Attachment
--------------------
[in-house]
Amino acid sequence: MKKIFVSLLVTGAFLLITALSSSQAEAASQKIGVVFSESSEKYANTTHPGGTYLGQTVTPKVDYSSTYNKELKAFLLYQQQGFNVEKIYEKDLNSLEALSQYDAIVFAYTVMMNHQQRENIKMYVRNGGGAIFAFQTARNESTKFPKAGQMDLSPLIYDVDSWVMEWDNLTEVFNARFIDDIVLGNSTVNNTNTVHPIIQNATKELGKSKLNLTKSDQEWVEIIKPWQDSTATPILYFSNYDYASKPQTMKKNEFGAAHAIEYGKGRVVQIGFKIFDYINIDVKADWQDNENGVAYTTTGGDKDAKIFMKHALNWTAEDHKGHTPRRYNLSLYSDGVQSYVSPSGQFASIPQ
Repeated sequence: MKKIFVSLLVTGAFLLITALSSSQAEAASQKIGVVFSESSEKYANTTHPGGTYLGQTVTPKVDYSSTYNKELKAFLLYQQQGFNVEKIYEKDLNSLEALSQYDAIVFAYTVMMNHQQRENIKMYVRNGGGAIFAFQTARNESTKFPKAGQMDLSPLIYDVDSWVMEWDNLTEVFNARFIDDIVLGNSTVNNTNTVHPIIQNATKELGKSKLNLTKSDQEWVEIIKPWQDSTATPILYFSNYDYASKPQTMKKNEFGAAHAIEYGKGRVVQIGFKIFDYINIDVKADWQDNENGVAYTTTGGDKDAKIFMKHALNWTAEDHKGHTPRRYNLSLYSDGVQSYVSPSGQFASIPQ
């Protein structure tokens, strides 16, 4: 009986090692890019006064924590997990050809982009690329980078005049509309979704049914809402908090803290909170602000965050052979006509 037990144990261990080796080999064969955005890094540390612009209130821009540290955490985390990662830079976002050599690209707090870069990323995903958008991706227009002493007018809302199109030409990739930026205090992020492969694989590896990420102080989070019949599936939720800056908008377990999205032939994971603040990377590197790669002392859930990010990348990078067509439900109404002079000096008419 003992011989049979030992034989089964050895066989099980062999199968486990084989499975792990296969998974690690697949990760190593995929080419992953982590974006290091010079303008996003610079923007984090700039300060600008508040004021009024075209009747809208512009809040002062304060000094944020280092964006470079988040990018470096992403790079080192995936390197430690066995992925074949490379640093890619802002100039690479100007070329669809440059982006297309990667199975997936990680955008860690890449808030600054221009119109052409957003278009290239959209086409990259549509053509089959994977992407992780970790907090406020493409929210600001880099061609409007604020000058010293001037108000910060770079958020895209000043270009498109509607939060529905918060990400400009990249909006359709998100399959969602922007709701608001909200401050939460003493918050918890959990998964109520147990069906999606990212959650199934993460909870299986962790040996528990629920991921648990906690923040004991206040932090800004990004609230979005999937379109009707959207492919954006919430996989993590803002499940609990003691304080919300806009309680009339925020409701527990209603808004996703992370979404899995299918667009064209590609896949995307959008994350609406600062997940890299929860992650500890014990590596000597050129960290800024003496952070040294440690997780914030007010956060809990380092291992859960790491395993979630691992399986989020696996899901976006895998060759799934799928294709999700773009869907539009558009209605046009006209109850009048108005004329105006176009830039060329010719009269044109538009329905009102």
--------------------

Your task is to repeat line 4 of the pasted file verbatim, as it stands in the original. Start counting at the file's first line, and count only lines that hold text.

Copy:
């Protein structure tokens, strides 16, 4: 009986090692890019006064924590997990050809982009690329980078005049509309979704049914809402908090803290909170602000965050052979006509 037990144990261990080796080999064969955005890094540390612009209130821009540290955490985390990662830079976002050599690209707090870069990323995903958008991706227009002493007018809302199109030409990739930026205090992020492969694989590896990420102080989070019949599936939720800056908008377990999205032939994971603040990377590197790669002392859930990010990348990078067509439900109404002079000096008419 003992011989049979030992034989089964050895066989099980062999199968486990084989499975792990296969998974690690697949990760190593995929080419992953982590974006290091010079303008996003610079923007984090700039300060600008508040004021009024075209009747809208512009809040002062304060000094944020280092964006470079988040990018470096992403790079080192995936390197430690066995992925074949490379640093890619802002100039690479100007070329669809440059982006297309990667199975997936990680955008860690890449808030600054221009119109052409957003278009290239959209086409990259549509053509089959994977992407992780970790907090406020493409929210600001880099061609409007604020000058010293001037108000910060770079958020895209000043270009498109509607939060529905918060990400400009990249909006359709998100399959969602922007709701608001909200401050939460003493918050918890959990998964109520147990069906999606990212959650199934993460909870299986962790040996528990629920991921648990906690923040004991206040932090800004990004609230979005999937379109009707959207492919954006919430996989993590803002499940609990003691304080919300806009309680009339925020409701527990209603808004996703992370979404899995299918667009064209590609896949995307959008994350609406600062997940890299929860992650500890014990590596000597050129960290800024003496952070040294440690997780914030007010956060809990380092291992859960790491395993979630691992399986989020696996899901976006895998060759799934799928294709999700773009869907539009558009209605046009006209109850009048108005004329105006176009830039060329010719009269044109538009329905009102």